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Robin Peter, Tupay Paul?

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posted on May, 10 2004 @ 01:48 PM
I have been hearing: Robbing Peter to pay Paul so often in the last year, I have been wondering about the origins of it. Curiously I input it into a search engine which resulted in many more references to it than I could expect to read before Jesus returns. But in searching, I found a few references that I will share with you dealing with Paul:

This site carries the title: "Doing the TWIST with Paul."
Interestingly, the author points out what many (count me in that number) already question. And that is, did Paul have authority from Jesus?

He uses the verses in 2 Peter, 3:15-16 to make his case.
(Not quoted here, but on his page if one is interested)
He questions if these might no be magical verses saying:

"Hey, be careful how you INTERPRET what Paul said." I wonder if the phrase, "Robbing Peter to pay Paul" originated from these "magical verses". Who knows."

Even as the idea of a Bible conspiracy dealing with Paul was not my intent, I have questioned why church leaders still hold Paul in such high esteem when they have called him a prankster and admitted he made some mistakes.

At any rate, I started in the conspiracy idea and came up with:

The author proclaims:

"Paul, who has become the leader of the Christian faith in the perspective of the early Gentile church, totally disregarded many of the doctrines inherent in Christ's teaching."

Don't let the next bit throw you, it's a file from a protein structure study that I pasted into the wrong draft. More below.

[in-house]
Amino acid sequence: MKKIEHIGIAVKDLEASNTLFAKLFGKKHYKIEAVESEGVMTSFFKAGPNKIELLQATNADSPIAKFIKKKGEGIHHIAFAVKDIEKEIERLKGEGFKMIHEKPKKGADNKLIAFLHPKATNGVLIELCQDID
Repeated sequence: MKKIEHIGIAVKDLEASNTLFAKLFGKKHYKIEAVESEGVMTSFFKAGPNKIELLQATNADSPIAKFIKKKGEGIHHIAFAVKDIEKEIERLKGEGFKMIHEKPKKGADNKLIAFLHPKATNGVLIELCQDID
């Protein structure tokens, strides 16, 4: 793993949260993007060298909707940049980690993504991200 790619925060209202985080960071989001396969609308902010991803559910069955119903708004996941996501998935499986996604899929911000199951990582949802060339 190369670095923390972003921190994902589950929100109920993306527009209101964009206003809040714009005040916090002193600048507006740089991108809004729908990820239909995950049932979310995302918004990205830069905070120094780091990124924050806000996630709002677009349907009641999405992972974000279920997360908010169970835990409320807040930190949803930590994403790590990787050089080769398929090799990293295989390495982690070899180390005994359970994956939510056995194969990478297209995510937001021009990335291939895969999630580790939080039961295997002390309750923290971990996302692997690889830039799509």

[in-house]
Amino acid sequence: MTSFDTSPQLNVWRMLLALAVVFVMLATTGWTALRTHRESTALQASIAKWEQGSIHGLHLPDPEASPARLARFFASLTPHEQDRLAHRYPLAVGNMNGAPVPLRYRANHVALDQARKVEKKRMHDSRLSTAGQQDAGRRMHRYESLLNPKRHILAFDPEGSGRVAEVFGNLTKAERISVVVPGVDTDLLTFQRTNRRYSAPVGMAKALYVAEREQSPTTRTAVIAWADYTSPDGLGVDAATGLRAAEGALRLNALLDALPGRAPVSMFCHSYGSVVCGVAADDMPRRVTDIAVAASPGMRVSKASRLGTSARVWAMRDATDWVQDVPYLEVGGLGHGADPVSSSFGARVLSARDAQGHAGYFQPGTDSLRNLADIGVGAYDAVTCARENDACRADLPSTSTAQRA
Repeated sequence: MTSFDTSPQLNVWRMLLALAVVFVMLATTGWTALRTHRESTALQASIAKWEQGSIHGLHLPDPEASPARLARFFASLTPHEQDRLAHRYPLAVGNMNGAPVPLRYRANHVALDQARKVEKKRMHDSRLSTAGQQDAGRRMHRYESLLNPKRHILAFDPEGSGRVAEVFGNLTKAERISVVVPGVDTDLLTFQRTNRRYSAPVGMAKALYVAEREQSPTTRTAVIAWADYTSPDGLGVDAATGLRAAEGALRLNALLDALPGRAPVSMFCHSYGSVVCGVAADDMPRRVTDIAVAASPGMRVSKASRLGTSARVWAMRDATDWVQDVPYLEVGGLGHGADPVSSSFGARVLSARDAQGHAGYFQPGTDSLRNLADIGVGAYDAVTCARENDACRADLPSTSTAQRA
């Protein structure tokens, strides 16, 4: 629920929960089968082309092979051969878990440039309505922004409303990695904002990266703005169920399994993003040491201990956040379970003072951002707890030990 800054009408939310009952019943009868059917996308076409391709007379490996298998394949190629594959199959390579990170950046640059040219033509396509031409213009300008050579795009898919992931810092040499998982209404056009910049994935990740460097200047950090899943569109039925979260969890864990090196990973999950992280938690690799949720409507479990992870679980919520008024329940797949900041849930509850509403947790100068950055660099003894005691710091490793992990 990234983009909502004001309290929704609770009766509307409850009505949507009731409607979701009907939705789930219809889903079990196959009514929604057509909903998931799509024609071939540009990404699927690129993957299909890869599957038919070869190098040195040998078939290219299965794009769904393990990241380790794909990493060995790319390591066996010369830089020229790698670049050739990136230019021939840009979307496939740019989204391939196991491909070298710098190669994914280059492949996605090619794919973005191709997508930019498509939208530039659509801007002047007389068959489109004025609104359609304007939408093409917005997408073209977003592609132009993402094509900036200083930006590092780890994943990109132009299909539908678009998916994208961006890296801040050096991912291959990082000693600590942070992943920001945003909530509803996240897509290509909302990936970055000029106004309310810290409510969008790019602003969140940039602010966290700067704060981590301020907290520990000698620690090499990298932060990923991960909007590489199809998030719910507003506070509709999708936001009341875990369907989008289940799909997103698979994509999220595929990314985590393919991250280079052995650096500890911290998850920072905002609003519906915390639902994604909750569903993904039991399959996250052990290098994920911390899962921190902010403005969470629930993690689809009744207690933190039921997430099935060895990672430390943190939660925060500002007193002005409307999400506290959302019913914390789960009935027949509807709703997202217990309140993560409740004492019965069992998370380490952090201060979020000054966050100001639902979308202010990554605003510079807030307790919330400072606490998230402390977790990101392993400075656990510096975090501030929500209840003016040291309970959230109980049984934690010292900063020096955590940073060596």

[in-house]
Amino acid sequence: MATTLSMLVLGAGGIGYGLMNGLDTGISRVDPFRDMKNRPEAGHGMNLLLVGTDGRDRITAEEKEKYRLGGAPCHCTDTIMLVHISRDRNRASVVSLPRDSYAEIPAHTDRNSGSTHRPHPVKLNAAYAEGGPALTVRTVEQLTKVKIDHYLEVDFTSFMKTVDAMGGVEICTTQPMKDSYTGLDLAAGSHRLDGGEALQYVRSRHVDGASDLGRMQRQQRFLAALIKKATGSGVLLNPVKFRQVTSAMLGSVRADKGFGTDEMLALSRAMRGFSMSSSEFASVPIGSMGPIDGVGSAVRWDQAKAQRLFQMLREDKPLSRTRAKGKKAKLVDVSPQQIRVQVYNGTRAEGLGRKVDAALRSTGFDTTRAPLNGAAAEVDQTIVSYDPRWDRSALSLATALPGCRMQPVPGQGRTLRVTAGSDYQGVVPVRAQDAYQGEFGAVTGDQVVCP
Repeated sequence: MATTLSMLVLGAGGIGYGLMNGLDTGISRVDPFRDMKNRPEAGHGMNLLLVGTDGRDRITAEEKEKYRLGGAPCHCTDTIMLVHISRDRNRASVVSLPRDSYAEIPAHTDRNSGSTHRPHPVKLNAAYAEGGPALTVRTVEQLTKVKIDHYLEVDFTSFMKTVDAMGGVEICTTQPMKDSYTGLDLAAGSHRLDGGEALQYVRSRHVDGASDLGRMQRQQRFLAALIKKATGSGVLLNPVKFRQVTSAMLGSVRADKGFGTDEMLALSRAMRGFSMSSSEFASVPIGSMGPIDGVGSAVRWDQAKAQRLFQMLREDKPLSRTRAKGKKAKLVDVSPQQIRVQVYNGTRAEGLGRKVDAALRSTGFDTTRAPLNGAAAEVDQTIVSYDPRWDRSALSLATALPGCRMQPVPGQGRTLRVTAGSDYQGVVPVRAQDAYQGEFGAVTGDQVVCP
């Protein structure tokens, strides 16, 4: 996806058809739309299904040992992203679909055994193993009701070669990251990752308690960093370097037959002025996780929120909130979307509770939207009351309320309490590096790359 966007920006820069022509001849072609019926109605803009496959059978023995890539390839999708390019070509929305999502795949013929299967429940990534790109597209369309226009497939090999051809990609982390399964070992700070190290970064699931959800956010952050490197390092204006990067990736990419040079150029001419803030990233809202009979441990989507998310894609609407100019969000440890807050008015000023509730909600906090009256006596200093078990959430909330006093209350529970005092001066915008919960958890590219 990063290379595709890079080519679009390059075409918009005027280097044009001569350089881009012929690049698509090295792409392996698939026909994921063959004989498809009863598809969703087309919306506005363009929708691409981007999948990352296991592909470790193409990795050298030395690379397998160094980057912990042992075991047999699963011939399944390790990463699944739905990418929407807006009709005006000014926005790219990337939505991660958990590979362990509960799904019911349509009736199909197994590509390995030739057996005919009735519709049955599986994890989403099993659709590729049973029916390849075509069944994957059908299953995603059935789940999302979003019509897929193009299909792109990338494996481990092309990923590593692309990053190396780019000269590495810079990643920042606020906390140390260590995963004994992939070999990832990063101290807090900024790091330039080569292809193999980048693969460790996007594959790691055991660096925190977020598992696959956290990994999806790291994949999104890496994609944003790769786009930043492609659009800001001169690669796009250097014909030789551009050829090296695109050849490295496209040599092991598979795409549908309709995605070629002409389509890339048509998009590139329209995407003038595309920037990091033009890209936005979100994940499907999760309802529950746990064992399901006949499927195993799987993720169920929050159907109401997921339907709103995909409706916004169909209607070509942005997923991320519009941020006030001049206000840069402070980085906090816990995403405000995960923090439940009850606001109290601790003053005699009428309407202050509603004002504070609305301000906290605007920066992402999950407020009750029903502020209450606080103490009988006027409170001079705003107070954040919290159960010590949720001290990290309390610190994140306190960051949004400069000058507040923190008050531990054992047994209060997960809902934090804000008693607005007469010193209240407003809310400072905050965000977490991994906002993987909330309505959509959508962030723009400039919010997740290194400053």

At this point, these offer up a great deal of information on the conspiracy by the church to exalt Paulian principle under the guise that God will understand what they are doing. Of course, this is the same argument used at the time of Jesus when the council considered His teaching and his fate.

There is much to discredit Paul:
First, we only have Paul's word, and the Churches assurance he was a true apostle.
Second, Paul made mistakes. The church admits it, but in the same vein tells us we must accept the entire Bible or none at all. How can we own one hand accept Paul's word unquestionably, when we know it is fallacy?
Third, Paul contends he argued with Peter. But church historians place Peter in the first century and Paul along about the third.

It seems then that 'robbing Peter to pay Paul' is a reference to this conspiracy in terms of 'misplacing trust.'

Is it just me, or are more people opeing up to the idea that the truth we seek is not in the church we attend?

(Info: Robin Peter and Tupay Paul are imaginary treasurers in the papacy of Pope Peter Paul Ahmen Joi. As far as I know they have nothing to do with the conspiracy here. )

Any thoughts, comments?


posted on May, 11 2004 @ 12:02 PM
In English 'to peter' is a verb, which basically means to steal from one to give to another. Kinda like Robin Hood. And I guess it's supposed to be written Robbin' Peter to pay Paul. Stealing Robin Hood style to pay a friend (Paul sounds very much like pal, hey paypal). Robin steals to pay Paul. Or Robin steals two paper(s). Or even Robin peter too, pay Paul. Or Muggin' Peter to pay Paul. There's a well of meanings here. Really interresting stuff can happen with phonetic spelling. You can say one thing and mean the oposite.

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